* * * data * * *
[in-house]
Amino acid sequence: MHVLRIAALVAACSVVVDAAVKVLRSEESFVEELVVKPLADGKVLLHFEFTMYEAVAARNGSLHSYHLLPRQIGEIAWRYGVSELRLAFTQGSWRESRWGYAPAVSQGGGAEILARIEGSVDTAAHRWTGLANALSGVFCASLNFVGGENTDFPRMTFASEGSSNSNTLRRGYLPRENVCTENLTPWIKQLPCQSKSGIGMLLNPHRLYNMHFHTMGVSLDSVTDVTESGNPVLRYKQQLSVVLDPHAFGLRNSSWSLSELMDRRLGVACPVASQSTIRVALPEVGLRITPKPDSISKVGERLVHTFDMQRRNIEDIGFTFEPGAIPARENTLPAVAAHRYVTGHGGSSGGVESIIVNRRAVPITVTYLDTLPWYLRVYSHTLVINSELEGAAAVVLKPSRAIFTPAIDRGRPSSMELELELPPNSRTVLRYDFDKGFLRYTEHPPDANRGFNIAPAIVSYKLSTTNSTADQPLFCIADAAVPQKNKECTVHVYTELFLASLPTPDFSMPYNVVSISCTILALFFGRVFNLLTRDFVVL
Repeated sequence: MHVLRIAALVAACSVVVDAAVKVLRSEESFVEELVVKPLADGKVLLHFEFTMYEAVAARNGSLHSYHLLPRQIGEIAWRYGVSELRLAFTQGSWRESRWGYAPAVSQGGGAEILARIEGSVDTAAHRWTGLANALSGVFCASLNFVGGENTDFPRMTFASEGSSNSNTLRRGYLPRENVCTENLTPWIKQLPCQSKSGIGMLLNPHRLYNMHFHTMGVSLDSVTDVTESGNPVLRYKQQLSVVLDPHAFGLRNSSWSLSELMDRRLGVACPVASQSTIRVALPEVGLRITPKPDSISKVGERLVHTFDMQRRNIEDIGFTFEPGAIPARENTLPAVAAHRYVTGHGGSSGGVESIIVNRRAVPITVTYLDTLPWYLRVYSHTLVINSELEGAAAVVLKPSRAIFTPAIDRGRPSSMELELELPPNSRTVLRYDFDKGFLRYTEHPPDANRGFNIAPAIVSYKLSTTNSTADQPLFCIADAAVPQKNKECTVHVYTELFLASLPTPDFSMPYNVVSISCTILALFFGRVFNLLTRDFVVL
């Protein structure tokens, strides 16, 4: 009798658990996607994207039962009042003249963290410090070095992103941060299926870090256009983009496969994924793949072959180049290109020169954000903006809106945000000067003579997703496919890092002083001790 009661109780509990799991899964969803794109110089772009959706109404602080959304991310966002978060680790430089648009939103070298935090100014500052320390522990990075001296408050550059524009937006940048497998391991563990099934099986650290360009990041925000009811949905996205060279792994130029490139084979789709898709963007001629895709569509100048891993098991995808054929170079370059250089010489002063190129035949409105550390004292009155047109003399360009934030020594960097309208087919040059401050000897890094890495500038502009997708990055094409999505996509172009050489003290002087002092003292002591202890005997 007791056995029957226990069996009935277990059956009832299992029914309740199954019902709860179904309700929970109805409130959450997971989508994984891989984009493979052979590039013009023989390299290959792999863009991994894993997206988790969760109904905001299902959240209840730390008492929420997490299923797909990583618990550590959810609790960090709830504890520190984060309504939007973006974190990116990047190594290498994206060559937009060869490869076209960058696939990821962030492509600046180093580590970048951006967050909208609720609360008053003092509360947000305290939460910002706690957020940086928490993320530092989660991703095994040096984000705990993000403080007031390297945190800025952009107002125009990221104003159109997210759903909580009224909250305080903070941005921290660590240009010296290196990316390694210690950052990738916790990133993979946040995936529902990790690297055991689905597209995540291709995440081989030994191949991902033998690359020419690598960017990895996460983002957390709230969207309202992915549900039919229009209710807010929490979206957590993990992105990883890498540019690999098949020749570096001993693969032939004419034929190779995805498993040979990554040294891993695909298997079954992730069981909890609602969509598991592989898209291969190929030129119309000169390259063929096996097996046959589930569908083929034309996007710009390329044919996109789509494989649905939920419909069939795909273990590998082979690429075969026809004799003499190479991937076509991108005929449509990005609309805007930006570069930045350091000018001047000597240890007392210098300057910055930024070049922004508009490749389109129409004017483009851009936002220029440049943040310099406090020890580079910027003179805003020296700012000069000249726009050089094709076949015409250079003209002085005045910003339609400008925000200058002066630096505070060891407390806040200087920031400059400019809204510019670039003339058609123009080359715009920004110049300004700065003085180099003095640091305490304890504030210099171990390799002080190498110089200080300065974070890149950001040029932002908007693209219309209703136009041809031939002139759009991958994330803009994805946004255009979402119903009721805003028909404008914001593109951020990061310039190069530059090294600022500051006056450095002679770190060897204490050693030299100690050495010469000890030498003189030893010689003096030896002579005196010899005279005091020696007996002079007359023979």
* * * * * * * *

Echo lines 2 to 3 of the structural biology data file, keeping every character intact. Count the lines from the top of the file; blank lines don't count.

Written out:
Amino acid sequence: MHVLRIAALVAACSVVVDAAVKVLRSEESFVEELVVKPLADGKVLLHFEFTMYEAVAARNGSLHSYHLLPRQIGEIAWRYGVSELRLAFTQGSWRESRWGYAPAVSQGGGAEILARIEGSVDTAAHRWTGLANALSGVFCASLNFVGGENTDFPRMTFASEGSSNSNTLRRGYLPRENVCTENLTPWIKQLPCQSKSGIGMLLNPHRLYNMHFHTMGVSLDSVTDVTESGNPVLRYKQQLSVVLDPHAFGLRNSSWSLSELMDRRLGVACPVASQSTIRVALPEVGLRITPKPDSISKVGERLVHTFDMQRRNIEDIGFTFEPGAIPARENTLPAVAAHRYVTGHGGSSGGVESIIVNRRAVPITVTYLDTLPWYLRVYSHTLVINSELEGAAAVVLKPSRAIFTPAIDRGRPSSMELELELPPNSRTVLRYDFDKGFLRYTEHPPDANRGFNIAPAIVSYKLSTTNSTADQPLFCIADAAVPQKNKECTVHVYTELFLASLPTPDFSMPYNVVSISCTILALFFGRVFNLLTRDFVVL
Repeated sequence: MHVLRIAALVAACSVVVDAAVKVLRSEESFVEELVVKPLADGKVLLHFEFTMYEAVAARNGSLHSYHLLPRQIGEIAWRYGVSELRLAFTQGSWRESRWGYAPAVSQGGGAEILARIEGSVDTAAHRWTGLANALSGVFCASLNFVGGENTDFPRMTFASEGSSNSNTLRRGYLPRENVCTENLTPWIKQLPCQSKSGIGMLLNPHRLYNMHFHTMGVSLDSVTDVTESGNPVLRYKQQLSVVLDPHAFGLRNSSWSLSELMDRRLGVACPVASQSTIRVALPEVGLRITPKPDSISKVGERLVHTFDMQRRNIEDIGFTFEPGAIPARENTLPAVAAHRYVTGHGGSSGGVESIIVNRRAVPITVTYLDTLPWYLRVYSHTLVINSELEGAAAVVLKPSRAIFTPAIDRGRPSSMELELELPPNSRTVLRYDFDKGFLRYTEHPPDANRGFNIAPAIVSYKLSTTNSTADQPLFCIADAAVPQKNKECTVHVYTELFLASLPTPDFSMPYNVVSISCTILALFFGRVFNLLTRDFVVL